Gov’s Budget Would Beef Up Red Light Camera Program

red_light_cam.jpgRed light cams have been proven to increase safety on New York City streets. Photo: mwilkie/Flickr

Dig deep enough into Governor Paterson’s austerity budget and you’ll actually find a few pieces of good news. Case in point: One provision would allow New York to expand its red light camera program, currently limited to 100 cameras, and a second would authorize other cities to launch their own automated red light enforcement programs (see page 65 of this PDF, or follow the jump).

Red light cams are a proven life-saving technology, but one that is circumscribed by Albany. Previous attempts to expand automated enforcement measures — including cameras to monitor red lights, speeding, and bus lane violations — have been blocked by Rochester Assemblyman David Gantt, who chairs the transportation committee. That won’t necessarily be the case this time around. "Putting it in the budget says the governor is firmly behind it," said
Russ Haven, legislative counsel with NYPIRG. "That may mean it’s more
likely to happen."

It’s still unclear how much New York’s program would expand, but if the proposal survives the budget negotiating process, the final version will almost certainly extend the current red light camera "demonstration," which is due to sunset in December 2009. Advocates also hope that new red light cam programs proposed for Buffalo, Syracuse, Long Island, and yes, Rochester, will build more of a constituency for automated enforcement measures throughout the state.

Big questions remain about whether the expansion proposal will emerge intact from the Albany sausage grinder. As the state legislature works on passing a budget, members of the Assembly and Senate could try to sabotage the cams by substituting other measures. "If the governor’s proposal is going to raise revenue then legislators need to come back and find other ways to replace that revenue if they don’t like the idea," said Haven. The negotiation process is famously opaque, taking place largely behind closed doors.

Gantt, who ran for re-election unopposed this year, could still play the role of obstructionist. "He’s a formidable guy, he’s been around for
decades," said Haven. "Unless he
has a change of heart or unless he starts to see things in a different
way, the governor and speaker may be the only figures
who can move him."

Here is the budget language in question, in all its glory.

  • Provide New Local Revenue and Financing Flexibility for New York City. Along with substantial mandate relief savings, the budget will authorize an expanded red light camera program and a range of local fee increases such as fees for birth certificates and marriage licenses worth $109 million in total. To enable New York City to better manage its finances during the current credit crisis, the City will be allowed to fund more of its capital program through the Transitional Finance Authority instead of general obligation debt, and Bond Anticipation Note (BAN) financing terms will be lengthened consistent with those allowed for the state.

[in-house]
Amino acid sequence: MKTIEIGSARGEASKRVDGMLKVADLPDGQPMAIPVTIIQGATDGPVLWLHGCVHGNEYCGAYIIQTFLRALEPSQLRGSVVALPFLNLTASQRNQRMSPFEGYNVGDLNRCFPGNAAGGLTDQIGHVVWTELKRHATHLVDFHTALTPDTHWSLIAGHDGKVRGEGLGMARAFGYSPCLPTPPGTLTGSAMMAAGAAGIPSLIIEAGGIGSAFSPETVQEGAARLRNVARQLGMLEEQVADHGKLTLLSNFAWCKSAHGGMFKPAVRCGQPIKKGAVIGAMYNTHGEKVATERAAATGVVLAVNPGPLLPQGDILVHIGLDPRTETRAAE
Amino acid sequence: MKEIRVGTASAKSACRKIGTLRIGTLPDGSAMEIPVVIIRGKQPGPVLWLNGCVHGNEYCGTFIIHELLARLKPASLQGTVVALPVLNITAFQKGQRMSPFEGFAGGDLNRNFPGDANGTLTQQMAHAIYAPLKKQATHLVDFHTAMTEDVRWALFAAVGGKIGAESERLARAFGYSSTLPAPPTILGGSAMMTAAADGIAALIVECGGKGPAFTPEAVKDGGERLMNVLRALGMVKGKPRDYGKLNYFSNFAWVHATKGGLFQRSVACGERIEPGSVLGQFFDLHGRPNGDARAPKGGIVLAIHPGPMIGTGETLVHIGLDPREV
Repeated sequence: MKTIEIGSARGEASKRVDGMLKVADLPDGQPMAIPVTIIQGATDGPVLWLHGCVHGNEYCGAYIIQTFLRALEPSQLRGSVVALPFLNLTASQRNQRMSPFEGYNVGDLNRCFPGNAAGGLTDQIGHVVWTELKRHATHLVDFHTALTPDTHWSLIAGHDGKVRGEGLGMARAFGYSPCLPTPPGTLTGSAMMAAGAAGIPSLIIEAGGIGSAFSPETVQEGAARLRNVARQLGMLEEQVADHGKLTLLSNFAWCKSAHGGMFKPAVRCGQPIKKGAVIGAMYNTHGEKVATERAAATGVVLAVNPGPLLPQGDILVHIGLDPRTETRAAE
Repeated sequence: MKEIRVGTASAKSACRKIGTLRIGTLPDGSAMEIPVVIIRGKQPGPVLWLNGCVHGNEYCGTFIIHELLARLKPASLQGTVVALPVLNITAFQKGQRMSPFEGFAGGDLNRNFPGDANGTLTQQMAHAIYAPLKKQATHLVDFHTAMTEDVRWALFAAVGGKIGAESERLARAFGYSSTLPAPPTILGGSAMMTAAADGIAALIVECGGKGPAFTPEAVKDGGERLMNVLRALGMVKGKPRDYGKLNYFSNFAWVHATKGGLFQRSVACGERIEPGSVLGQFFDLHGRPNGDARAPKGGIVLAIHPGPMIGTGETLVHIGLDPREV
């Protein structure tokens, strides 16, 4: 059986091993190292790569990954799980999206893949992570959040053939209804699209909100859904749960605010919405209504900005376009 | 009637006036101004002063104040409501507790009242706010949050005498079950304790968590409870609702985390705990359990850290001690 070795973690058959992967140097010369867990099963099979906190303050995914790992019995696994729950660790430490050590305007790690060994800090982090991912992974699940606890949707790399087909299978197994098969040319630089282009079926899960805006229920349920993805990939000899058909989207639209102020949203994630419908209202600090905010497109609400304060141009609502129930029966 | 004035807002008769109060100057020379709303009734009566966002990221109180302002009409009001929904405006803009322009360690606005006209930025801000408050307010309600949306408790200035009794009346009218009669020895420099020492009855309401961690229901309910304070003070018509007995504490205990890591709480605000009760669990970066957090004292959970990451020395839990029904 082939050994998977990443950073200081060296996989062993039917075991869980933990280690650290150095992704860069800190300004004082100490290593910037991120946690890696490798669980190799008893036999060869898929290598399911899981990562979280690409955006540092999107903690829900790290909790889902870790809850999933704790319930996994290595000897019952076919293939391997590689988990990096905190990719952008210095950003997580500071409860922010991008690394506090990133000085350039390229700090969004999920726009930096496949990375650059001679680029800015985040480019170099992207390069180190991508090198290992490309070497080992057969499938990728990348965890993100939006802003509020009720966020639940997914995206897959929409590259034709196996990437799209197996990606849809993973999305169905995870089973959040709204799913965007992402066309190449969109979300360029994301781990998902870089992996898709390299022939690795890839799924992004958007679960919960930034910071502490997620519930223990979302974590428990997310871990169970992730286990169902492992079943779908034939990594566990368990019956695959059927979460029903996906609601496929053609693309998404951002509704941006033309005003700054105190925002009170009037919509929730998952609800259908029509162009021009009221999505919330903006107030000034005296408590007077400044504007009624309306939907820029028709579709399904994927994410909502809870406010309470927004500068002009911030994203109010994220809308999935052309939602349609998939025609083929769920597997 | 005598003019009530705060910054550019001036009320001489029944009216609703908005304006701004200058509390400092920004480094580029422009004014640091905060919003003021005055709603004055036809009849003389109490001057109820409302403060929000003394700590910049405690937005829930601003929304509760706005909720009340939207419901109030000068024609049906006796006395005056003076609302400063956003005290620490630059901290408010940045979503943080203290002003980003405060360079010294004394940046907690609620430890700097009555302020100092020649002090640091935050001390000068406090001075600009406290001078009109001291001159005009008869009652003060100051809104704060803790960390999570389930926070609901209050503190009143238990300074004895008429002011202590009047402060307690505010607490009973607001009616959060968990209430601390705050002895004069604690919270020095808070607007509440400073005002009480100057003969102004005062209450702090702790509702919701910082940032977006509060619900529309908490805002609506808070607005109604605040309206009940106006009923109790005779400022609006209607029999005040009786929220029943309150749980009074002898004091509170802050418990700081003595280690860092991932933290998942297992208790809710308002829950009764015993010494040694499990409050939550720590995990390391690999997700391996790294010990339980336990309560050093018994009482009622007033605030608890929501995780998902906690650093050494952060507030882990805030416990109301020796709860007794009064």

• Provide Additional Targeted Revenue Flexibility for Municipalities Outside New York City. The cities of Buffalo, Yonkers, Rochester and Syracuse, as well as Nassau and Suffolk counties, will be authorized to establish red light camera programs to enhance public safety, while generating an estimated $48 million in local revenue. Cities outside New York City, as well as villages, will also be permitted to levy a gross receipts tax on cellular phone services similar to that currently charged by New York City, thereby raising up to $12.5 million in new revenue.
  • More tax-payer money to try to make an unworkable system work. The.auto.system.does.not.work. Even the collapse of the American Empire does not seem to be enough to drive this point home.

  • Rhywun

    I’m against more cameras on the street taking pictures of everybody–I don’t care if they’re “proven” to save lives (BTW I’ve read about reports claiming the opposite–I think the jury is still out). You could get the same results, and more cheaply, by better educating drivers and with stricter punishment of violators (higher fines).

  • 40×14

    Yes, please, install red light cameras on Delancey street.

    I have lived near there for a decade and have NEVER been able to cross the street near the Williamsburg bridge without someone running the light.

    The city could probably bail itself out of the financial crisis with red light cameras at this one intersection alone.

  • Rhywun

    Next up: jaywalking cameras. It’s either that or another tax increase so suck it up.

  • police need help

    Rhywun,

    Indulging your slippery slope scenario — jaywalking cameras would never pass muster with civil liberties advocates because the mechanism would have to identify people. More to the point — real world automated enforcement measures, like the bus cam legislation that was floated earlier this year, have the blessing of groups like NYCLU because the cameras identify the offending vehicle, not the person.

  • Rhywun

    > cameras identify the offending vehicle, not the person

    But vehicles don’t get fined–people do. Also, lots of stuff happens without ACLU approval. I’m sure they don’t approve of the thousands of cameras that already litter the streets of NYC, but they’re there and they’re used to identify people all the time.

  • Marty Barfowitz

    Rhywun,